Work was complicated when LAZ and the original architect parted ways and Tecton Architects, with whom O&G has frequently collaborated, came aboard. Humes, Wiley, and Macey found themselves spinning plates, keeping the project moving ahead here, then there, as new drawings would issue from Tecton.

Macey looks back with satisfaction. “There were a few hiccups, mostly tying in the new mechanicals and making sure they were compatible, but there always are small things. It’s inevitable. Jane Davey and Marcia Lazowski from LAZ, and Nina Lapinski of Tecton were always easy to talk to and excellent to work with.”

“We’re just thrilled with the space,” says Davey, LAZ Investments’ Director of Acquisitions and Asset Management. It was the first time she had managed a construction project. “I appreciate working with the O&G team and I can’t say enough about Scott. We’re a hands-on bunch, there are plenty of chiefs and not many Indians here. Scott always worked with us, with a smile.”


FactSet is another business success story, a provider of integrated data, analytics, and systems for financial firms seeking a competitive advantage when investing their clients’ money. FactSet has offices in 22 countries serving asset managers domestically and abroad, but their Norwalk offices, just off the Merritt Parkway, would be their flagship corporate showcase.

Because of particular expertise, O&G was chosen for the buildout team at FactSet. O&G was selected by second-tier subcontractor Greenbox, a Connecticut-based interior construction firm, and modular wall supplier. O&G would be its factory-certified installer for the custom walls made by DIRTT Environmental Solutions (or simply, DIRTT). The architecture and interior design firm for the project, Perkins Eastman, had specified a prodigious number of these sophisticated modular wall units – 4,995 linear feet worth.

DIRTT, clever shorthand for “Do It Right This Time,” delivers modular wall systems that are specified by designers and architects, engineered and built in DIRTT’s factories based on plans and field measurements taken at the project, and shipped to those sites rapidly, sometimes in days, with the intention of “fitting the base building perfectly.” These custom, modular DIRTT walls carry their own power, data, and security cabling and come in environmentally friendly UV-cured designer finishes.

“DIRTT approached us some time ago,” recalls Humes, “and asked if we would be interested in becoming one of their union installers. I particularly liked the fact that they train all installers the same way at their own sites.” O&G invested in the certification, sending superintendent Kevin Robichaud and carpenter foreman Paul Jefferis for training in the controlled environments of DIRTT’s Calgary and Phoenix factories.

From June 2019 through January 2020, Robichaud and Jefferis ran their twenty-person (give or take) crew every day but Sundays. They started early, at 4 AM, to minimize any noise impact on another business in the space below. They worked ten hours a day installing DIRTT wall units in FactSet’s five floors and penthouse common areas, across 60,000SF of office space. In addition to almost a mile of DIRTT walls, O&G crews also hung three hundred doors.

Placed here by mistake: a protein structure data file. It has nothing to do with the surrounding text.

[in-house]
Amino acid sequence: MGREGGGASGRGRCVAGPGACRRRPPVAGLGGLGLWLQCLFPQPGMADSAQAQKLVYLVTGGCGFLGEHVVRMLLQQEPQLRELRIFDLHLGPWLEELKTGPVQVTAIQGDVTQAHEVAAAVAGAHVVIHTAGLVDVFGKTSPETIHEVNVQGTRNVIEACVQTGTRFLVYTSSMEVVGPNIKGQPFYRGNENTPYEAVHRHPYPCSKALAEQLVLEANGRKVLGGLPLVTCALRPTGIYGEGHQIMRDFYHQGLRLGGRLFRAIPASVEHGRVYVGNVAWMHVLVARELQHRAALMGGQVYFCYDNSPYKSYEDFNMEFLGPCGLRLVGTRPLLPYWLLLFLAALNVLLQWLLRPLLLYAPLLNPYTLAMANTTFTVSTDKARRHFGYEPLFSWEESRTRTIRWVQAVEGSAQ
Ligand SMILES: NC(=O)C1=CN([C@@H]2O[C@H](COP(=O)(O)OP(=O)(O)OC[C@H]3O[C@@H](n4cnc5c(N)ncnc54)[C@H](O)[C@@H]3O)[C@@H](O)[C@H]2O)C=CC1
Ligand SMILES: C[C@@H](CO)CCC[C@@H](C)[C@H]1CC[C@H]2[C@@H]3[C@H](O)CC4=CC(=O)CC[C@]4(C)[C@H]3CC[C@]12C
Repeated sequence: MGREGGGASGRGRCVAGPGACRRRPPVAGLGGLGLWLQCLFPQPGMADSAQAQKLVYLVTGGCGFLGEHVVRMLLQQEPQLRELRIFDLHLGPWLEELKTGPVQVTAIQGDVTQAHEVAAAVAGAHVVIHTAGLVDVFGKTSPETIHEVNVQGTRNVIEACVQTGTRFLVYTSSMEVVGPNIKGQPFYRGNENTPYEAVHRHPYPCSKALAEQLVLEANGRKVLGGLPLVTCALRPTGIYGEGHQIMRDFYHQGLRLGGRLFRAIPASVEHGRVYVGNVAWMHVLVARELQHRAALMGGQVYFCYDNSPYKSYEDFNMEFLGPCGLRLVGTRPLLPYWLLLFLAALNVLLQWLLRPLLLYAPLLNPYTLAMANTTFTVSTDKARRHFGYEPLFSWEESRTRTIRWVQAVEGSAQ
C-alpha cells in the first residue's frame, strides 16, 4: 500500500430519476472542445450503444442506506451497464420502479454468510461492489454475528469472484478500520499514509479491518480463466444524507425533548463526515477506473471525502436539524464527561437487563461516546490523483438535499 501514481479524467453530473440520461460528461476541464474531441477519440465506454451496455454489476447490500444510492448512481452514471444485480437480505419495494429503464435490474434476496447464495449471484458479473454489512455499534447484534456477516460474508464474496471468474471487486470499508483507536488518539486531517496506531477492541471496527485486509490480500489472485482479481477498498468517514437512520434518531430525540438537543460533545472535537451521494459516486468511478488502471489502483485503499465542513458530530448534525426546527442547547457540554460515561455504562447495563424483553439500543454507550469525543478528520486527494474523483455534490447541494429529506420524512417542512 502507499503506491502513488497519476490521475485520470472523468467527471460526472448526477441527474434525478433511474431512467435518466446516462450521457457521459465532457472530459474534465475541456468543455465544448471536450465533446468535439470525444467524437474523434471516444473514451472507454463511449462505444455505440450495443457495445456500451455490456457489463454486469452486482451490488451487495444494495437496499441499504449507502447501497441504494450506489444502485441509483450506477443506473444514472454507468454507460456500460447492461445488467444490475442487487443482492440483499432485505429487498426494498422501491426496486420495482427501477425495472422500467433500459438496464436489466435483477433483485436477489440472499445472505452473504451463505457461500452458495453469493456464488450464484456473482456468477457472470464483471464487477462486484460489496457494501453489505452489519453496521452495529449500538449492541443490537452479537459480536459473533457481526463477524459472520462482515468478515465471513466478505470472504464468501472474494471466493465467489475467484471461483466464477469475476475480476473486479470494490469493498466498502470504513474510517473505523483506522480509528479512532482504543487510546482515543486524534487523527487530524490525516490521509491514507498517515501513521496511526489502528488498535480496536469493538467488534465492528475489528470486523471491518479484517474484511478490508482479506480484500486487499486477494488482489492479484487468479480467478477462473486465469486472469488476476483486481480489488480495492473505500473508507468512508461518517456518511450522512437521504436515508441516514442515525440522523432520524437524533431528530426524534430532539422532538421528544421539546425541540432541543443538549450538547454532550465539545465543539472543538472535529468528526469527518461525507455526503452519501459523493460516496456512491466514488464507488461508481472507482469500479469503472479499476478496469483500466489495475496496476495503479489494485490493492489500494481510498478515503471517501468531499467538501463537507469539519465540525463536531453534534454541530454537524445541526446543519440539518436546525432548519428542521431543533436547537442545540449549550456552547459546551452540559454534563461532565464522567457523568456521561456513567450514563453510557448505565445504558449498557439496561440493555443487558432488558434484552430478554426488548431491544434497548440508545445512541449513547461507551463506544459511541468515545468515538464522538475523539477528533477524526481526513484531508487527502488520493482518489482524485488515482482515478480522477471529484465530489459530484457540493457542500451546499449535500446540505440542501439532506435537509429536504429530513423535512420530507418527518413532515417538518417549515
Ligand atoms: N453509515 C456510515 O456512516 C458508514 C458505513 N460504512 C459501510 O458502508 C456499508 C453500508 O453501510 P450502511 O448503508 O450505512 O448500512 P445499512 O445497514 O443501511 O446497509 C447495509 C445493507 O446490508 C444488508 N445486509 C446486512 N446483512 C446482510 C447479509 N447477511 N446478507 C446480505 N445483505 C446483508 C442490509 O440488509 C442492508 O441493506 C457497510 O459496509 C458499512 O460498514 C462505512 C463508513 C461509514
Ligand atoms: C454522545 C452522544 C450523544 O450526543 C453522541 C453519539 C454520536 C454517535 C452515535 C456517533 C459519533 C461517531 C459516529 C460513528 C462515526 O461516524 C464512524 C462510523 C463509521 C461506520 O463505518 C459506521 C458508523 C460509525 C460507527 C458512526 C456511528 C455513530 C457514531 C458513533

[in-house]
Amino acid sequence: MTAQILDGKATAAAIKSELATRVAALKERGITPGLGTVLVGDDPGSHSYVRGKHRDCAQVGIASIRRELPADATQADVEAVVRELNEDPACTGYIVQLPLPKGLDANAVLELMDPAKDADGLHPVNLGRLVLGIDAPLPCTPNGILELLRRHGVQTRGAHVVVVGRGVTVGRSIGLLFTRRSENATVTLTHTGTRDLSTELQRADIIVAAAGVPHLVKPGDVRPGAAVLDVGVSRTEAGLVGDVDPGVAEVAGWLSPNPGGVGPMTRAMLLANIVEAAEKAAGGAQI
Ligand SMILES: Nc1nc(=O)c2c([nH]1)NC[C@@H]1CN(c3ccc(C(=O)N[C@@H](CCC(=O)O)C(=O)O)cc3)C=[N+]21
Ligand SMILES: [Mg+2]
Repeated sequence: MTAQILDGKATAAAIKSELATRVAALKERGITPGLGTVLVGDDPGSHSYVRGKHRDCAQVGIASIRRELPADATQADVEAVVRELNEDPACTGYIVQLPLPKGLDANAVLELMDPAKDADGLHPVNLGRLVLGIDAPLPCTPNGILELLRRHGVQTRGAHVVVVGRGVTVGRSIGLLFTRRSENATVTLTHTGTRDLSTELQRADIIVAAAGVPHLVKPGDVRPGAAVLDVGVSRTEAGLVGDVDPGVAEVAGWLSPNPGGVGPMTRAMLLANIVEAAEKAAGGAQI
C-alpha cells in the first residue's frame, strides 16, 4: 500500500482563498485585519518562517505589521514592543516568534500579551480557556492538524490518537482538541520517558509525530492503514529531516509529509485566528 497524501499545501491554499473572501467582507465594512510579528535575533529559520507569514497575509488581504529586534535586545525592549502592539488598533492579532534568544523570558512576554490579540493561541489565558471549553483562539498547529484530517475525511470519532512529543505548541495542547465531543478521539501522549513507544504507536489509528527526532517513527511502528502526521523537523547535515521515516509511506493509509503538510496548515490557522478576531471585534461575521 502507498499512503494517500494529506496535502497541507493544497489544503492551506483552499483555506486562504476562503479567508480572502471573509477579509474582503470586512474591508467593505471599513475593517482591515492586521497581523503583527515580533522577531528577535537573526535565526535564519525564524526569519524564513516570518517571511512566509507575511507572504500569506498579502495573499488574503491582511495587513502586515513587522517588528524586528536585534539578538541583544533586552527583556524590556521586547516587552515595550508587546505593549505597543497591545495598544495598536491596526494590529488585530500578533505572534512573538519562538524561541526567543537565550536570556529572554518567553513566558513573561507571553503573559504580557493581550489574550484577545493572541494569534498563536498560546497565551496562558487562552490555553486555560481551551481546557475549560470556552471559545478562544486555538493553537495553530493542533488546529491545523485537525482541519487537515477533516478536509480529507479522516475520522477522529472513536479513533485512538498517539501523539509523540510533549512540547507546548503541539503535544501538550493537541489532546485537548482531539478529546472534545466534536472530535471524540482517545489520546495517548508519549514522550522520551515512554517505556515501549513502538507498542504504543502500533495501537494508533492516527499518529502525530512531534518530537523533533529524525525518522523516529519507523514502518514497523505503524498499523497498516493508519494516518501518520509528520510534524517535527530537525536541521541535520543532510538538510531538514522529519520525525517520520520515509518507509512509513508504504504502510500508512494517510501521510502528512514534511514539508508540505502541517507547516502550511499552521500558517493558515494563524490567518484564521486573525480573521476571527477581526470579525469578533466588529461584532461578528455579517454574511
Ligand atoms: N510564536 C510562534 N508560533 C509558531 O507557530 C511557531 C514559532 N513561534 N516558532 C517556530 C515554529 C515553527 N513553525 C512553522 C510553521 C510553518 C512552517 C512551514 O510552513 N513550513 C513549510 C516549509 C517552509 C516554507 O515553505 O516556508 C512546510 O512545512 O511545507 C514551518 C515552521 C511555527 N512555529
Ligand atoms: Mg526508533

As Robichaud explains it, all the prep work – the running of service cabling (electrical, data, security) and construction of ceilings, conventionally built adjoining walls, and a raised floor system – was performed by other contractors before the DIRTT wall work could proceed. As the wall units arrived from the factory in the order of need, their aluminum frames were assembled, stood in
place directly onto the carpet or hard flooring, leveled, and plug-and-play internal cabling connected to the feed. TVs and sound systems were installed next and lastly, the walls were closed with finish wall panels that DIRTT calls tiles. Where there were decorative glass walls, and there were many, glass was slid into the waiting aluminum frames and secured with tight-fitting rubber trim.

“There were over 100 TVs between 32 and 100 inches. Those were installed on the media walls,” says Robichaud. “Many of the offices and conference rooms also had at least one entire wall that was an interactive whiteboard.”

While most DIRTT walls were installed smoothly, there were those that needed rework. This is to say that because the units ship built to plans and field measurements, they are what they are. And when the field conditions changed and no longer matched the drawings (an adjoining wall being an inch or two closer to or farther from the spot where the DIRTT wall was supposed to fit, for example) the wall unit could not be nudged, trimmed, shimmed or cajoled to fit. Compounding matters on occasion, while a wall unit was being remade, work with the other units that fit to it could not proceed, so crews recalibrated and jumped ahead to push the work elsewhere.

Greenbox had a designer at the site for most of the project. Robichaud appreciated her responsiveness: “She worked closely with Paul and me, resolving issues that popped up along the way.” Robichaud, Jefferis, and their crews pushed hard, doing whatever they needed to do to make up for time lost beyond their control – “We had to be savvy,” says Jefferis – so they could execute a quality installation and finish on time for the owner.

Robichaud sums up the FactSet effort: “We had solid working relationships with Greenbox and the prime contractor’s people on site. After all the months of long hours and the hectic times and the adjustments the final product is beautiful, a modern office space that’s very impressive to see, something to be proud of.”

“It’s sad.” So says Jane Davey about the impact of COVID-19 lockdowns on LAZ Parking’s spiffy new digs. “We’d outgrown our old offices, we wanted this beautiful new space, and it’s hard now to see it so underutilized. We’ve got lots of open spaces for collaboration between our team members, but we’re only seeing 15 to 30 people here on any given day.” While most employees at LAZ Parking and FactSet are working remotely, what awaits them when restrictions left – happy creative encounters, camaraderie, the energy of a busy office – will happen in handsome and highly functional spaces that pave the road to their
next level.